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On Friday, April 17, California Governor Gavin Newsom announced the creation of a large task force to develop and implement economic recovery strategies for the state in the wake of COVID-19.
The 80 person task force will be headed up by the Newsom’s chief of staff, Ann O’Leary, and billionaire climate activist and former Democratic presidential candidate Tom Steyer.
The task force will also include former Disney CEO Bob Iger, former Governor’s Jerry Brown, Arnold Schwarzenegger, Gray Davis and Pete Wilson and also Apple CEO Tim Cook, Salesforce CEO Marc Benioff, and Service Employees International Union president Mary Kay Henry.
“We recognize that if we are going to learn anything from the past, it’s not to repeat the mistakes of the past and have a sustainable mindset, not just a situational mindset,” said Newsom in a press conference. “In terms of how we recover, it is in the ‘how’ we recover that I think ultimately we will be judged, and judge ourselves, and I think that is the spirit of the group of people and advisers we’ve put together.”
Iger announced that The Walt Disney Companies top priorities were “getting people back to work,” and also offering customers positive entertainment experiences.
Said Iger, “But we also know that we need to be really smart in how we re-open our business, so that everyone can feel safe — both our employees and our customers. In order to achieve this balance, we think a collection of protective measures are likely necessary. We stand ready to implement them when available, and to do everything we can at the Walt Disney Co. to restart our business under safe and reliable conditions.”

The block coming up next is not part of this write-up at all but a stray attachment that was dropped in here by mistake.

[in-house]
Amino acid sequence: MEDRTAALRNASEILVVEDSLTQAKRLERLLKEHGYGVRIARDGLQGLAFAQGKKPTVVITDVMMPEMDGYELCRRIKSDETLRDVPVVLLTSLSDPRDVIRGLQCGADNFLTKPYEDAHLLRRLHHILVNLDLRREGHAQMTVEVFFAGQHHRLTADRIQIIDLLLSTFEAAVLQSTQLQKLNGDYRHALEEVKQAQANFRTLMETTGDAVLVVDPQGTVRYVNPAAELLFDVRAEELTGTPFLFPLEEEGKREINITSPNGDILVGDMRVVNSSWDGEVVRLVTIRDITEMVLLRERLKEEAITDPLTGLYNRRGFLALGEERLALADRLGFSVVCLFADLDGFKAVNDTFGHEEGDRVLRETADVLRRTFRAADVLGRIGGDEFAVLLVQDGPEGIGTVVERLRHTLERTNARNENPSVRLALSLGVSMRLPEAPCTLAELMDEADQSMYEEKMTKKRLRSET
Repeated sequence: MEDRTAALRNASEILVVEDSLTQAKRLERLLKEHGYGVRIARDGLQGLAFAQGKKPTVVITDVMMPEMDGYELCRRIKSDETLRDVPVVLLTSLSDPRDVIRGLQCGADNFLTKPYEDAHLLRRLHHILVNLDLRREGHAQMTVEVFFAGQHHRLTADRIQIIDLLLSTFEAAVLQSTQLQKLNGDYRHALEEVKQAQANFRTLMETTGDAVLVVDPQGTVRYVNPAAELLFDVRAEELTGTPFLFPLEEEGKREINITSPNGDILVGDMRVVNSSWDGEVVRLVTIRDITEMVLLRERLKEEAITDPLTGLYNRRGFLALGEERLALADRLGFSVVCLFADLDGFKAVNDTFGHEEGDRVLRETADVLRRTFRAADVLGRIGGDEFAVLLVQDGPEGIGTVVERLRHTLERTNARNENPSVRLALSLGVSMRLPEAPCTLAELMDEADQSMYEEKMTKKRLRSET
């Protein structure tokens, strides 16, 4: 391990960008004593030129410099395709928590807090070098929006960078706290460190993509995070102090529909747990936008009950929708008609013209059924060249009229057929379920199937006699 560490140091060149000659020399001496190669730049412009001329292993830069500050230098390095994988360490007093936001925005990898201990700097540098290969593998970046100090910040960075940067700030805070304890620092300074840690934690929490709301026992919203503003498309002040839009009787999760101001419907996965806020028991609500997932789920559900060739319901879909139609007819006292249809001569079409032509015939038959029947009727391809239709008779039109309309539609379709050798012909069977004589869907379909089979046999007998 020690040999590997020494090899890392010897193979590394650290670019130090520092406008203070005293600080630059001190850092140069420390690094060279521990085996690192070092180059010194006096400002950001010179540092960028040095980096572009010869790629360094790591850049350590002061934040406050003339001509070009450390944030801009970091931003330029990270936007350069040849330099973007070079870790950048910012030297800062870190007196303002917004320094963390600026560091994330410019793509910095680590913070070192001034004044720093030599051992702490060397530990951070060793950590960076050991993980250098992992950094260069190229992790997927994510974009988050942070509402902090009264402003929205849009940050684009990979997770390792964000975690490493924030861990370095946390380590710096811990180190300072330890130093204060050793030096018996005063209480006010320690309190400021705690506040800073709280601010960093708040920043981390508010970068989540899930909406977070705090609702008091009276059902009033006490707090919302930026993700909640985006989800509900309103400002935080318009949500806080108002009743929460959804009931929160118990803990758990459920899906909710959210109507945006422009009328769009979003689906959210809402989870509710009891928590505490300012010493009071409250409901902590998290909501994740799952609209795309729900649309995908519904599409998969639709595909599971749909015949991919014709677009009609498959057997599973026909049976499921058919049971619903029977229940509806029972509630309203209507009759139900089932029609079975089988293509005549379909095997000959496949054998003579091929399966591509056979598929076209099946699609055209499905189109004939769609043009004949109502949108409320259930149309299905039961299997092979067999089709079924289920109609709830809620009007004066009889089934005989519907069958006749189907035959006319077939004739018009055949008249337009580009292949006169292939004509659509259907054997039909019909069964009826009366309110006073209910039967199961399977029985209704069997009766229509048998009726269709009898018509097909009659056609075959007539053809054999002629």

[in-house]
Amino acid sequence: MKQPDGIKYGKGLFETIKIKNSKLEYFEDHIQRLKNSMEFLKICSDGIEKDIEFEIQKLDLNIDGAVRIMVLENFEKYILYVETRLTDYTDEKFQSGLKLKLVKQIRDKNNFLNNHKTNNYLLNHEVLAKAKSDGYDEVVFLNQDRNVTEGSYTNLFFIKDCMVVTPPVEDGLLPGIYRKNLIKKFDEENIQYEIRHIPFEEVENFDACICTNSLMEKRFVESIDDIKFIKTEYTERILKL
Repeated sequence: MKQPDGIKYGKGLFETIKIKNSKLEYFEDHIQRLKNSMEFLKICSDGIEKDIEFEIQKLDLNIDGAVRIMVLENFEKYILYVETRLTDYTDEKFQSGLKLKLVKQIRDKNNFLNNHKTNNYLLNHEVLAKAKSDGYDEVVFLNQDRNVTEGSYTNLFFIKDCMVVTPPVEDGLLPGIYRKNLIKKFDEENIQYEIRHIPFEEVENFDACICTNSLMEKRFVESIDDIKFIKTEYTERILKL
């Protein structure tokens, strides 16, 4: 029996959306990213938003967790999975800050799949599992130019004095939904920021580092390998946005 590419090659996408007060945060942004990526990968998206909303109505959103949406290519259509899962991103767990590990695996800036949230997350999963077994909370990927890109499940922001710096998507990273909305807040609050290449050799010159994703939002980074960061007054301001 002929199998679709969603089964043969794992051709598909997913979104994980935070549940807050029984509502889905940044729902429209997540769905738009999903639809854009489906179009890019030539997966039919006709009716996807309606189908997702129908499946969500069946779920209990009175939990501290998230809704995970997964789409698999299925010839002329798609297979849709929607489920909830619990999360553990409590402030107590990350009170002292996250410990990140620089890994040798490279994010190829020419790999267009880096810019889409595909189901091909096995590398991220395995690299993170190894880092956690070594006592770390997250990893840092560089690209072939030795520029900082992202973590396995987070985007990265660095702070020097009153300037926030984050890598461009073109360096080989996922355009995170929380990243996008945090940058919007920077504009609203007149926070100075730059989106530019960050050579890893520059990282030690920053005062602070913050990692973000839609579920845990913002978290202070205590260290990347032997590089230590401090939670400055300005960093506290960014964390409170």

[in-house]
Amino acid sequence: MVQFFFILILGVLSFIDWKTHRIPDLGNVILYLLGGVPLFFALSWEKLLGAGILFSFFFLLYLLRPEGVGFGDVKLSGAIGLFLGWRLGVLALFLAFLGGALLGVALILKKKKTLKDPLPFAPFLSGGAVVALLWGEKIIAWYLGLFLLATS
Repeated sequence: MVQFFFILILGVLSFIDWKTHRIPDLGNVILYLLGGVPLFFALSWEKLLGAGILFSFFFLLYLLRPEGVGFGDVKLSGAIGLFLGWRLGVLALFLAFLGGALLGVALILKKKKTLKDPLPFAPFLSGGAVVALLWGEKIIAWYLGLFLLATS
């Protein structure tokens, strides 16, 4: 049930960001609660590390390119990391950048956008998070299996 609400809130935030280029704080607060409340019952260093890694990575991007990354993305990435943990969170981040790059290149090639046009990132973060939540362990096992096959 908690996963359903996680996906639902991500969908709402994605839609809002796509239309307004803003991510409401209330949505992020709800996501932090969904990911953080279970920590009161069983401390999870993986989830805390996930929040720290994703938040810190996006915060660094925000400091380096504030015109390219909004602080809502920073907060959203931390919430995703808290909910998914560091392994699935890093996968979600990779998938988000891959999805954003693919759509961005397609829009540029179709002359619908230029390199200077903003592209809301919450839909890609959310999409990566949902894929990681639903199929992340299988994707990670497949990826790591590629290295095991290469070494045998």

The task force will be divided into several categories, including entertainment, hospitality, retail and manufacturing. and each will focus on creating economic strategies for the state to fuel economic recovery.
California as well as many other states are certainly feeling the pressure following the closure of many businesses in order to reduce the illness and death of COVID-19. Los Angeles County is deeply affected with less than half of the county’s residents still holding a job — 45% compared with 61% in mid-March, according to a study released Friday by USC Dornsife Center.
“We are now in a pandemic-induced recession, here in the state of California,” Newsom said, but added that “work is already underway and progress is already underway.”
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(Source: LA Times, USA Today, Forbes, CNBC)